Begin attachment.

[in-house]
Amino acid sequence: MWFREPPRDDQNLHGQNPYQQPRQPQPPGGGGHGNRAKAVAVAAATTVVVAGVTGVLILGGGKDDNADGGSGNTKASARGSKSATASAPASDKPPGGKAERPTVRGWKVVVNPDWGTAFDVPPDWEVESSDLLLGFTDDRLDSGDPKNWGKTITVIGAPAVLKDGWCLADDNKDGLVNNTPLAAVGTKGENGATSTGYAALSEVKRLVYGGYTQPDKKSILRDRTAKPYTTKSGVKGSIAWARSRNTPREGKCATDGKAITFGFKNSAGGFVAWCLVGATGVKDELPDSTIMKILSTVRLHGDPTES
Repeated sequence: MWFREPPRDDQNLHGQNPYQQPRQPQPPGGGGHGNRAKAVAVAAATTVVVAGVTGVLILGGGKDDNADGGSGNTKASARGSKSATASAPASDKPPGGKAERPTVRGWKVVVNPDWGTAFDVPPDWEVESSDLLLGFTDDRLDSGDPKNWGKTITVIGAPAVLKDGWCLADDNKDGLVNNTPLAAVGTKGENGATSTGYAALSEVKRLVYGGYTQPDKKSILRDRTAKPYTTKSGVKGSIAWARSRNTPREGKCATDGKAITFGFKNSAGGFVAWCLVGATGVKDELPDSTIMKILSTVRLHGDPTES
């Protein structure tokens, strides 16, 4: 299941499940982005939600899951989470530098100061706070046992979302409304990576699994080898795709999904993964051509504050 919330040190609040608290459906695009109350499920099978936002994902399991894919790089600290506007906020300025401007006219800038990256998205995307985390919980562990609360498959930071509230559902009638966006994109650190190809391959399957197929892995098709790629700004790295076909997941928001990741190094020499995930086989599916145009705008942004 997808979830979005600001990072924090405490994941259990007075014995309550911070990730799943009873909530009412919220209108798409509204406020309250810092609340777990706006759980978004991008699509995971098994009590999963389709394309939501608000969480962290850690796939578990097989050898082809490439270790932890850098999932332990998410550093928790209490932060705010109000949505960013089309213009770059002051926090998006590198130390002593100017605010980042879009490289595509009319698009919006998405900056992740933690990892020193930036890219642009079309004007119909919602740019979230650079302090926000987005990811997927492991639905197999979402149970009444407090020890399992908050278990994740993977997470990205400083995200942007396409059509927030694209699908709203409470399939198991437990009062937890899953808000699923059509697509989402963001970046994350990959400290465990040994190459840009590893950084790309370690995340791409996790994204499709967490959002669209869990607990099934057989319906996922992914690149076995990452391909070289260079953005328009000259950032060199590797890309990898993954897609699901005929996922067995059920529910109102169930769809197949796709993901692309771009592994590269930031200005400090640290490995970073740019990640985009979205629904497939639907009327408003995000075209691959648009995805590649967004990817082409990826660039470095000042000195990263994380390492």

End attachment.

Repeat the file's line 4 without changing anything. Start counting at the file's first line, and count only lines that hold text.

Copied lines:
């Protein structure tokens, strides 16, 4: 299941499940982005939600899951989470530098100061706070046992979302409304990576699994080898795709999904993964051509504050 919330040190609040608290459906695009109350499920099978936002994902399991894919790089600290506007906020300025401007006219800038990256998205995307985390919980562990609360498959930071509230559902009638966006994109650190190809391959399957197929892995098709790629700004790295076909997941928001990741190094020499995930086989599916145009705008942004 997808979830979005600001990072924090405490994941259990007075014995309550911070990730799943009873909530009412919220209108798409509204406020309250810092609340777990706006759980978004991008699509995971098994009590999963389709394309939501608000969480962290850690796939578990097989050898082809490439270790932890850098999932332990998410550093928790209490932060705010109000949505960013089309213009770059002051926090998006590198130390002593100017605010980042879009490289595509009319698009919006998405900056992740933690990892020193930036890219642009079309004007119909919602740019979230650079302090926000987005990811997927492991639905197999979402149970009444407090020890399992908050278990994740993977997470990205400083995200942007396409059509927030694209699908709203409470399939198991437990009062937890899953808000699923059509697509989402963001970046994350990959400290465990040994190459840009590893950084790309370690995340791409996790994204499709967490959002669209869990607990099934057989319906996922992914690149076995990452391909070289260079953005328009000259950032060199590797890309990898993954897609699901005929996922067995059920529910109102169930769809197949796709993901692309771009592994590269930031200005400090640290490995970073740019990640985009979205629904497939639907009327408003995000075209691959648009995805590649967004990817082409990826660039470095000042000195990263994380390492």